Develop a procurement ‘talent pipeline’, senior buyer urges

Will Green is news editor of Supply Management
14 November 2013

The head of European procurement at Kimberly-Clark (KC) has questioned the practice of poaching individuals from other firms in a ‘war for talent’.

James Ratcliff told buyers at the Procurecon Europe conference in Amsterdam it was important to build a “talent pipeline” – KC has developed a “global procurement academy” – and to undertake “succession planning” by identifying critical roles and those who are, or will be, able to fill them.

“We are not framing things right if we continue talking about the war for talent. If you are always out looking for people from different companies and paying them a bit more, is that the best way to do it?” he said.

He went on: “‘We expect you to hit the ground running’ is something I have a bugbear with. What we’re looking for is people who can bring their own unique talents and make the role different from what it’s been before.”

Ratcliff said when recruiting he looks for “potential beyond the current role” and there is not a “perfect career path”.

“If people have got the right capabilities they can learn a category and develop,” he said.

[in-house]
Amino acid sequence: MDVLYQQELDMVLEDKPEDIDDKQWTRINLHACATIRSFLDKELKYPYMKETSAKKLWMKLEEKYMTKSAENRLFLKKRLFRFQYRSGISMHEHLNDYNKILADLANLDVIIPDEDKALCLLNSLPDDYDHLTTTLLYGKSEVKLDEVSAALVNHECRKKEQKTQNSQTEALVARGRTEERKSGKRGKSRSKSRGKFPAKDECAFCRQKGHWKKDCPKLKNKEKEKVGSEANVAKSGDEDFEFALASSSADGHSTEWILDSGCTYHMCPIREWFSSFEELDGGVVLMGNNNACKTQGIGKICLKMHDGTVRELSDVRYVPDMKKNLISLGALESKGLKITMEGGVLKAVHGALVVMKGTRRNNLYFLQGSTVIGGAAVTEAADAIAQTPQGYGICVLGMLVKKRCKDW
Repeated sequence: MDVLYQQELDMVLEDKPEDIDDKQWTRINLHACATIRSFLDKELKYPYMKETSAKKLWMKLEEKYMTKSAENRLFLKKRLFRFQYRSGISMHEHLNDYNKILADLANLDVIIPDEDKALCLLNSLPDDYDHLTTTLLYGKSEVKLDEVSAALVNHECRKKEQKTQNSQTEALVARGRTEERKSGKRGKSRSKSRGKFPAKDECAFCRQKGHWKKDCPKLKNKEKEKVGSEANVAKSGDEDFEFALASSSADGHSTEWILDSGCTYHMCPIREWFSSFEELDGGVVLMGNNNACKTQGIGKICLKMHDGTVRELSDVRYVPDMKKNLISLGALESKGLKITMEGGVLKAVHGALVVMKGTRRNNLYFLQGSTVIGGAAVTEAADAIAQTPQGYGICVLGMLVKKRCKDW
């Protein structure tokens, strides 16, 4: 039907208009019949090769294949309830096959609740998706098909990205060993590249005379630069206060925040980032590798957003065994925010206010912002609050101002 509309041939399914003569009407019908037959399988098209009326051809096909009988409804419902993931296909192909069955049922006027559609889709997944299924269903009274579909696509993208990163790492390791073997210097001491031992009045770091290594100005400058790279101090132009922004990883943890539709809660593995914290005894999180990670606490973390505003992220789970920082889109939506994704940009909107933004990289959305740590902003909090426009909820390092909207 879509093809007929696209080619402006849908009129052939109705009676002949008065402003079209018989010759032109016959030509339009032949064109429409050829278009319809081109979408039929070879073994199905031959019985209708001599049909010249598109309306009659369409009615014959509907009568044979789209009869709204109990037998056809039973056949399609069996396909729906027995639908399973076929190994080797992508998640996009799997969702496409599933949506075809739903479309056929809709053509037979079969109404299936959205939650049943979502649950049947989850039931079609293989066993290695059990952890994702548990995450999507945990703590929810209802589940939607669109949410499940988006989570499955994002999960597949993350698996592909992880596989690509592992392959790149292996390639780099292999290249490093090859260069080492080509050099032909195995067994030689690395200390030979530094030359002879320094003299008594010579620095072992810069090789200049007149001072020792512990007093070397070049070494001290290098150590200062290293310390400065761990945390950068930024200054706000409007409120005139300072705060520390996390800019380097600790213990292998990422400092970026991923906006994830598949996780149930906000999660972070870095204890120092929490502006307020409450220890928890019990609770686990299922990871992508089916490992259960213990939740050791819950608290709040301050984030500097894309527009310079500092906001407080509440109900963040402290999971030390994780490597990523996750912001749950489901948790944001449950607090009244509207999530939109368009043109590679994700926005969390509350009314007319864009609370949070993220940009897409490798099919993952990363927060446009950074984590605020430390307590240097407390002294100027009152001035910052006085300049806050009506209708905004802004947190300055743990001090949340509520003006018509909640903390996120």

“You really have to look for potential beyond the current role. When you’re looking for people you expect they have the business capability to do the role, but really you’re looking for people who you can see can move to the next role up or move into a different function.

“The most important thing for me is people have been successful in their current role.”

He added: “In my view character is more important than knowledge. It’s people, not systems and processes, that are key to our success.”

Ratcliff, who has been with KC for 16 years, said organisations benefitted from a diverse workforce and his team of buyers contained 12 different nationalities.

“I don’t think there’s a perfect career path. I’m a real believer in diversity. We get tremendous benefit from people who have been outside procurement,” he said.

He also advocated self-assessment of skills and knowledge. “It’s important the individual owns their own career,” he said.

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